Punk rock has been one of the constants in my life since I was 14 years old and I was recently asked to write a piece for a zine about the first time I heard some. Here’s what I came up with, an attempt to square the circle of how a type of music so individualistic and occasinally even nihilistic has always filled me with such a feeling of transcendence and love that it became essential to me. You can read it along with some other awesome pieces here in ‘Songs That Changed Everything’.
Pseudo-Dionysius, apostle imposter and mystic philosopher, knew that in the moment of truthful contemplation of the Godhead “we pass not merely into brevity of speech, but into absolute silence”.
And what’s true of the almighty must be true of music right? It’s the infinite’s calling card after all, the promise of redemption with a bass line.
So what can words about music be except what the Zen monks call “the chattering of the monkey mind”? What Zappa described as of illiterates, by illiterates, for illiterates? Can such words but take the form of what Satan’s acolytes monthly spew forth in the hideous form of Mojo magazine?
I rather doubt it. And yet I volunteered, nay demanded to write about the first time I heard ‘Burnout’ by Green Day. What is this compulsion but work for idle hands? That rager, track one on ‘Dookie’, heralded by the humblest drum roll before descending and renting asunder my dirty seaside spice girl cosmos. How the hell can I tell you how it felt? I’ll tell you the story.
There’d been a prophecy you see, Alex’s brother had it, and it was the fastest music made by human hands. However, it was lost to us, its ancient wisdom was claimed by the grey sea, and Alex’s brother was a dick without a tape machine.
So lo! We heard nothing.
But I found it. I excavated it from the bargain bin, dusted it off, clutched that dead sea scroll to my living heart and clenched my teeth all the way home. All the way past the church of St. Felix, happy converter of all the East Angles, past the Police station and Conservative Club (separated by a slender serpent of street) and past all the schools I had up till then ever attended.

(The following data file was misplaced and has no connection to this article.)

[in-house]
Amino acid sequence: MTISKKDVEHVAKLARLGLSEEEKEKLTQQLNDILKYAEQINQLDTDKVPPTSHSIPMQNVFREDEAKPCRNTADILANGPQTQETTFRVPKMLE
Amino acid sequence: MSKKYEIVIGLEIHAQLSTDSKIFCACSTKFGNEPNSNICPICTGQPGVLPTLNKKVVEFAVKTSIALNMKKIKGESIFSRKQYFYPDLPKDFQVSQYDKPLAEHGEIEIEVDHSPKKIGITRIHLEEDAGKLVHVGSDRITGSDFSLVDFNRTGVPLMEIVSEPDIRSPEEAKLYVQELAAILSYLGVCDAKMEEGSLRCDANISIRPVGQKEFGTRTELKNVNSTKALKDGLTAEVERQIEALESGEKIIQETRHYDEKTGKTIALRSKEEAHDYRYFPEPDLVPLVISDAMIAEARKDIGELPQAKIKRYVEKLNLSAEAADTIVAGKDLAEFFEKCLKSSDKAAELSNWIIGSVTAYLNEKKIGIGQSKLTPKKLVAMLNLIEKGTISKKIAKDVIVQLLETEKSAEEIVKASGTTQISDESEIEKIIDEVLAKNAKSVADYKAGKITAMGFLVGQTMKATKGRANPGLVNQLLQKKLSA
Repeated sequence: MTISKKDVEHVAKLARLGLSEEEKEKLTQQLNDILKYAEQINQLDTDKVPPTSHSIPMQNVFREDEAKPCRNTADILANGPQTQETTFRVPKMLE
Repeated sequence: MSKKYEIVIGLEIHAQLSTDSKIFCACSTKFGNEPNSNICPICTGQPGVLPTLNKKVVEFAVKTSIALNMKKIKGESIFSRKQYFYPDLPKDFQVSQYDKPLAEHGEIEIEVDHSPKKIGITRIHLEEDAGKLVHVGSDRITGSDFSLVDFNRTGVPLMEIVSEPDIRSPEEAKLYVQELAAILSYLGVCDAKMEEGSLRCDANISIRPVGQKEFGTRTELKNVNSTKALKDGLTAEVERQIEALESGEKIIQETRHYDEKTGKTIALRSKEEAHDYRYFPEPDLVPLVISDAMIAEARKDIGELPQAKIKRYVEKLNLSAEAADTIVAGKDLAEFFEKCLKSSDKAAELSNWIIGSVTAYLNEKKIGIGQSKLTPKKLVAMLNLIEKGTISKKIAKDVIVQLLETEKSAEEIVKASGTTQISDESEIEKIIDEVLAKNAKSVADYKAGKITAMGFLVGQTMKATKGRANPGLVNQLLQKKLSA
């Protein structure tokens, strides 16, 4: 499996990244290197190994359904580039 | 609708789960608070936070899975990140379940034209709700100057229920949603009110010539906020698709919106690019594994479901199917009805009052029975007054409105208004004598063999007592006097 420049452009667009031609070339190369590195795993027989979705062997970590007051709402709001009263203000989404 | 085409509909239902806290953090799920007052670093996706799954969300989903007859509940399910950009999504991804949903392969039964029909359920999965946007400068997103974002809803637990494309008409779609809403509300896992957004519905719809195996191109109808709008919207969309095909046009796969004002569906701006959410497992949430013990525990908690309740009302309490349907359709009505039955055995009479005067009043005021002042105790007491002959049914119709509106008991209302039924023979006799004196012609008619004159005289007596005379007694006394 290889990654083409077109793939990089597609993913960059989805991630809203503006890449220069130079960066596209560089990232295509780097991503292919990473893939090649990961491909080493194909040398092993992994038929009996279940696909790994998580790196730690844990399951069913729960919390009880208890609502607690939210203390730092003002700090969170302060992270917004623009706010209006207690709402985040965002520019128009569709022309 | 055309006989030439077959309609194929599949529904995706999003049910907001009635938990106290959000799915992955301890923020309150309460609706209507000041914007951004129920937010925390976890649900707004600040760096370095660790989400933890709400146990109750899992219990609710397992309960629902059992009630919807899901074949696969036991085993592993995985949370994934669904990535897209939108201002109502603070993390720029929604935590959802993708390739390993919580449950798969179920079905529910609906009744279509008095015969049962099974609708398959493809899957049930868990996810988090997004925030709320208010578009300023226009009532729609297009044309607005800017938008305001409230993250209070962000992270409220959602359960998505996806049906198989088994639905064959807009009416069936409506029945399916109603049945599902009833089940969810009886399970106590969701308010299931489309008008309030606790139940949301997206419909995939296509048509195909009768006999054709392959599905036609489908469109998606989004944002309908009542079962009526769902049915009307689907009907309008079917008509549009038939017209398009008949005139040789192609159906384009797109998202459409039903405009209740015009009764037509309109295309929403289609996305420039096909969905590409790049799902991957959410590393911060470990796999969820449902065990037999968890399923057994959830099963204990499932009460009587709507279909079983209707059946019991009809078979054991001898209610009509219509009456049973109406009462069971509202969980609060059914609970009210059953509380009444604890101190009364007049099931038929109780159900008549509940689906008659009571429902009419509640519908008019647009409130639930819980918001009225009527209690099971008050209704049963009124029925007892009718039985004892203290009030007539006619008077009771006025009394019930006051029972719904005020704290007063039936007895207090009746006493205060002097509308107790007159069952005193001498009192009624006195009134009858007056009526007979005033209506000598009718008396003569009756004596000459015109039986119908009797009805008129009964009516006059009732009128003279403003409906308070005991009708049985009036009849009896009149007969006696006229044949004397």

Dry grey rain fell unnoticed. It had at this point been falling for forty days. It would fall for forty more. There was some centrally mandated testing on the horizon but I forget which. For I heard ‘Burnout’ by Green Day. That rager, track one on ‘Dookie’, some sort of psalm for every green tween in John Gummer’s grey constituency. Heralded by the humblest drum roll, “I DECLARE I DON’T CARE NO MORE, I’M GROWING UP AND OUT AND GROWING BORED!” I bought a counterfeit hoody of many colours and made my pilgrimage to Wembley Arena “I’M NOT GROWING UP, I’M JUST BURNING OUT!” I began a band with the exact same sound, blazed green in gold fields, recounting a sparkling sermon on a germinating mound “I LIVE INSIDE THIS MENTAL CAVE, THROW MY EMOTIONS IN THE GRAVE!” while all the while the guitars praised life, and the bass praised life, and the pace praised life and the drums praised life and the tongues praised life “AND I STEPPED IN LINE TO WALK AMONGST THE DEAD”.
This is, I think, the point. Pseudo-Dionysius (that liar) knew God was wordless but she didn’t shut up. I can’t describe how I felt the first time ‘Burnout’ by Green Day ripped me up, picked me up and blew me towards the world, I just know I need to try, because it might just bridge the gap, or you can try something similar and we can meet in the middle, because music is a promise of redemption, in this case with three shit-kicking drum solos.